It's also worth noting that if Labour wins the election, it could reinstate the lifetime allowance. In the aftermath of Hunt's announcement in the Spring 2023 Budget, Labour promised to reinstate the lifetime allowance if it won the next election.

Pension savers should keep a close eye on what Hunt's potential successor, Labour's Rachel Reeves, has to say on the issue and if there is anything on it in the party manifesto.

4. Online state pension top-up system to go live

An online service designed to simplify how you check your state pension and pay for missing National Insurance (NI) credits is due to launch within the next few months. It was meant to go live before the end of the financial year on 6 April, but has been delayed.

Many people bought extra NI credits last year and boosted their state pension by thousands of pounds. The government has extended the state pension top-up deadline several times due to huge demand. You now have until April 2025.

But it is still time-consuming and complex to check and buy missing NI contributions, as it involves multiple phone calls and dealing with both HMRC and the Department for Work and Pensions.

The good news is the government has confirmed it is setting up a digital tool to make the process easier. However, savers will need to wait a little longer to access it. 

This is Money first reported on the delays, stating: “The Government now says the online service will be introduced as soon as possible after the usual update to the National Insurance system at the start of the new tax year.”

After the story was published, This is Money said that the government told them the update would take place by 9 April, with the online service launching shortly afterwards.

You can still get advice and pay for missing years over the phone (and this will still be available once the online service launches). Contact the Future Pension Centre on 0800 731 0175, or if you're already at state pension age, contact the Pension Service on 0800 731 0469.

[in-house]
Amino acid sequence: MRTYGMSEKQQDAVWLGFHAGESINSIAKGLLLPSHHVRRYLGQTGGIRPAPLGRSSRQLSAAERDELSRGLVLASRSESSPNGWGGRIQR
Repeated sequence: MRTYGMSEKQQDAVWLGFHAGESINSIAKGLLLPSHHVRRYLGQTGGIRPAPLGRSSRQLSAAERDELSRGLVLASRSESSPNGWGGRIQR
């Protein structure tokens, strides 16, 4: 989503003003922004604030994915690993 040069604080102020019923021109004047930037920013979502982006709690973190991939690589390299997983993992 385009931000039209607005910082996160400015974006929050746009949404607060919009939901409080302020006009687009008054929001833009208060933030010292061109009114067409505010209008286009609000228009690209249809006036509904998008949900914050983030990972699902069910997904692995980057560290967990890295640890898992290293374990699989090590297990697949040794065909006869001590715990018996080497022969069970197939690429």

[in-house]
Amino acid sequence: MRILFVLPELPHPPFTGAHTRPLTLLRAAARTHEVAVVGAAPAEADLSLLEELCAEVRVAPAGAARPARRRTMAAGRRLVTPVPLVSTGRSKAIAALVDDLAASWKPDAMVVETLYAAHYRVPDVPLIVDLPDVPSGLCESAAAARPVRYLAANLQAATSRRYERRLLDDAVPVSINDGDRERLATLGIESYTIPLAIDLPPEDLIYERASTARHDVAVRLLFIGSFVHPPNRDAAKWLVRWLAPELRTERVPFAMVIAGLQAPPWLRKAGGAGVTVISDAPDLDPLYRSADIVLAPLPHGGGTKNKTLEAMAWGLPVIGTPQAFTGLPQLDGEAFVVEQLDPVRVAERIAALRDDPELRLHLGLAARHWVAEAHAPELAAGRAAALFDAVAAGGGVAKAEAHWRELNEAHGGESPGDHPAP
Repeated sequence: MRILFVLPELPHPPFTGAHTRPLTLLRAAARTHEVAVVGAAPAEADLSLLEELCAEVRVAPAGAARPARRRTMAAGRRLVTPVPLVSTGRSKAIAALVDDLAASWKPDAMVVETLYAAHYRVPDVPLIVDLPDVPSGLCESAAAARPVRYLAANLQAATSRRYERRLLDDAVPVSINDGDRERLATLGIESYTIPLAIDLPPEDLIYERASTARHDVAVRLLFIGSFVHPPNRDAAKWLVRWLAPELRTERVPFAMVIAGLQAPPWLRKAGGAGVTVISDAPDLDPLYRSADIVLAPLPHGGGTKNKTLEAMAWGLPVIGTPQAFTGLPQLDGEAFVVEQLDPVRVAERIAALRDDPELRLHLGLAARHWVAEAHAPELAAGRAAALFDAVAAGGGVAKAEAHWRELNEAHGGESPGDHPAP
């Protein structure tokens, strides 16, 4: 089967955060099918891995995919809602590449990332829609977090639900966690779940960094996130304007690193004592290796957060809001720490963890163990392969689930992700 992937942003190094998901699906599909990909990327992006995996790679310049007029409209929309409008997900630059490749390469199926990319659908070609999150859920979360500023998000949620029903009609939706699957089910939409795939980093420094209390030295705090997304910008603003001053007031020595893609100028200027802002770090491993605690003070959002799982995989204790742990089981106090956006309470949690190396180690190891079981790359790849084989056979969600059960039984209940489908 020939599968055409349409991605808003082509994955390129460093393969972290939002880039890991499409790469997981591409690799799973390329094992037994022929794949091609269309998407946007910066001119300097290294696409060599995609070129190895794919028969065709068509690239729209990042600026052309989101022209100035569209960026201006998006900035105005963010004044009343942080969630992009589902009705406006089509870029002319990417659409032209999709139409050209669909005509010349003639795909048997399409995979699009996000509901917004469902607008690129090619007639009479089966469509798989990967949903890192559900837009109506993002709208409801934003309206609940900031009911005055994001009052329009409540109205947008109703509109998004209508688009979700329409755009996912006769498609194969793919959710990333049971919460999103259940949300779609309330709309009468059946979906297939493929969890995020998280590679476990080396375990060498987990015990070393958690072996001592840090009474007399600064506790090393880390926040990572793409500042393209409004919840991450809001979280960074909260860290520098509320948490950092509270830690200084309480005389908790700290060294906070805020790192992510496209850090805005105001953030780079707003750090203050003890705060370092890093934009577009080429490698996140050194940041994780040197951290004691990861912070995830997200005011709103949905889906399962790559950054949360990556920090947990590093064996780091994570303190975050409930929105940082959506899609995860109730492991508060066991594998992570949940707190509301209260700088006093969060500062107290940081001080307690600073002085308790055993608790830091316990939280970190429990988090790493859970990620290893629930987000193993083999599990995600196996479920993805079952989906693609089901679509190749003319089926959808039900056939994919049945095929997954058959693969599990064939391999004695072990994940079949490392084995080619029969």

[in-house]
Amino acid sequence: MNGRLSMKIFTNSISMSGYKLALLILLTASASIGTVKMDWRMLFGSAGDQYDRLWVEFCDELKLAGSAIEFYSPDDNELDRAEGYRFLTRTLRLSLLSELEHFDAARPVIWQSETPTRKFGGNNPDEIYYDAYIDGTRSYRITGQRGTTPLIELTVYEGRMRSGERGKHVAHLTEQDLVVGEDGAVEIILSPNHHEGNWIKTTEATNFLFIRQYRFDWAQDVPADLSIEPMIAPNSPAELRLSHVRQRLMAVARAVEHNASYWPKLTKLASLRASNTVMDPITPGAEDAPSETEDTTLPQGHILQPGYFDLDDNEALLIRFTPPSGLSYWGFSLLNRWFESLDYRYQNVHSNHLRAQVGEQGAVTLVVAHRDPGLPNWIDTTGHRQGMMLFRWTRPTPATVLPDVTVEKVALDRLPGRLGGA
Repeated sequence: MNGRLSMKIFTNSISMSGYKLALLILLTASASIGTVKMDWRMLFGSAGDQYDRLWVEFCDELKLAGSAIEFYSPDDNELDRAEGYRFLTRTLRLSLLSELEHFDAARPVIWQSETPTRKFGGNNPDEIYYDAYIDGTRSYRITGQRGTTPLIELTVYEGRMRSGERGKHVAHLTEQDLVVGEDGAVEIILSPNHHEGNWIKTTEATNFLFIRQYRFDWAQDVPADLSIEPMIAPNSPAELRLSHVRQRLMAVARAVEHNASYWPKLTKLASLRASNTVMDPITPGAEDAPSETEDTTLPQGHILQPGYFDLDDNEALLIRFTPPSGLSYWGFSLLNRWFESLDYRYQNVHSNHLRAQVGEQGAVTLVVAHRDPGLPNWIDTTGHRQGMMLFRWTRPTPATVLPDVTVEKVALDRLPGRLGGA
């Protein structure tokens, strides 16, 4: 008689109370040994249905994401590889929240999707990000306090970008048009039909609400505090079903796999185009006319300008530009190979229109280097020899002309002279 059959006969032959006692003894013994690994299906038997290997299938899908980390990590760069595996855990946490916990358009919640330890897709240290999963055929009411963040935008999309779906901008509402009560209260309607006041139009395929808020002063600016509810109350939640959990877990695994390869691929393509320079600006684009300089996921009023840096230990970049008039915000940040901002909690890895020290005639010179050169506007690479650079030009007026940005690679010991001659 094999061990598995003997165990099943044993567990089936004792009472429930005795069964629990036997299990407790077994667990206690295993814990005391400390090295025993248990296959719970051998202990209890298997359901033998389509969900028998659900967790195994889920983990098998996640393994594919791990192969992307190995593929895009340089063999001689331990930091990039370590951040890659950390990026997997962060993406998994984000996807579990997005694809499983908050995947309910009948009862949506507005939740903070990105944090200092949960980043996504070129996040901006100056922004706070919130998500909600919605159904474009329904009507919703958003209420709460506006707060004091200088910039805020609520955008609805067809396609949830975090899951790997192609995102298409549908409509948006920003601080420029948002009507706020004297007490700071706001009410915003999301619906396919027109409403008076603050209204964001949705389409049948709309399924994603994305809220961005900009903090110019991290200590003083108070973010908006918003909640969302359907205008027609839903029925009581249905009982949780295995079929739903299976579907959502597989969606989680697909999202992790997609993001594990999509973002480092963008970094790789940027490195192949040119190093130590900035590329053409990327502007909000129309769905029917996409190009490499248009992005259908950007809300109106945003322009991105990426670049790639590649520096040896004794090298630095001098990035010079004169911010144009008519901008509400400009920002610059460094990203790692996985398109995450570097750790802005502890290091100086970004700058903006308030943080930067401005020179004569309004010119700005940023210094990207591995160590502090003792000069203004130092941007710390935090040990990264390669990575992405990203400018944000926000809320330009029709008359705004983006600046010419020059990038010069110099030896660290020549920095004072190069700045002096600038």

5. “Pot for life” plans will start to take shape

A consultation on giving workers a single “pension pot for life” was announced in the Autumn Statement. In the Spring Budget, Hunt confirmed that the government would continue to explore these reforms - however he gave no timelines for when they might be implemented.

The idea is that instead of people building up lots of pension pots as they change jobs, they would have just one that they and all employers save into throughout their working lives.

It sounds like a simple idea, but there are lots of details to iron out. Questions have been raised about charges, and how easy it would be for pension savers to pick the best pot for life for their needs. There is also the issue of whether a pension scheme that looks like a decent option when you are in your 20s will still be suitable as you approach retirement.

It is unclear what Labour thinks of the proposals. While the pot of life model will take years to become reality, we should hear more from the government this year about responses to the consultation and possibly what Labour thinks of the idea.

Ruth Emery
Contributing editor

Ruth is an award-winning financial journalist with more than 15 years' experience of working on national newspapers, websites and specialist magazines.

She is passionate about helping people feel more confident about their finances. She was previously editor of Times Money Mentor, and prior to that was deputy Money editor at The Sunday Times. 

A multi-award winning journalist, Ruth started her career on a pensions magazine at the FT Group, and has also worked at Money Observer and Money Advice Service. 

Outside of work, she is a mum to two young children, while also serving as a magistrate and an NHS volunteer.

With contributions from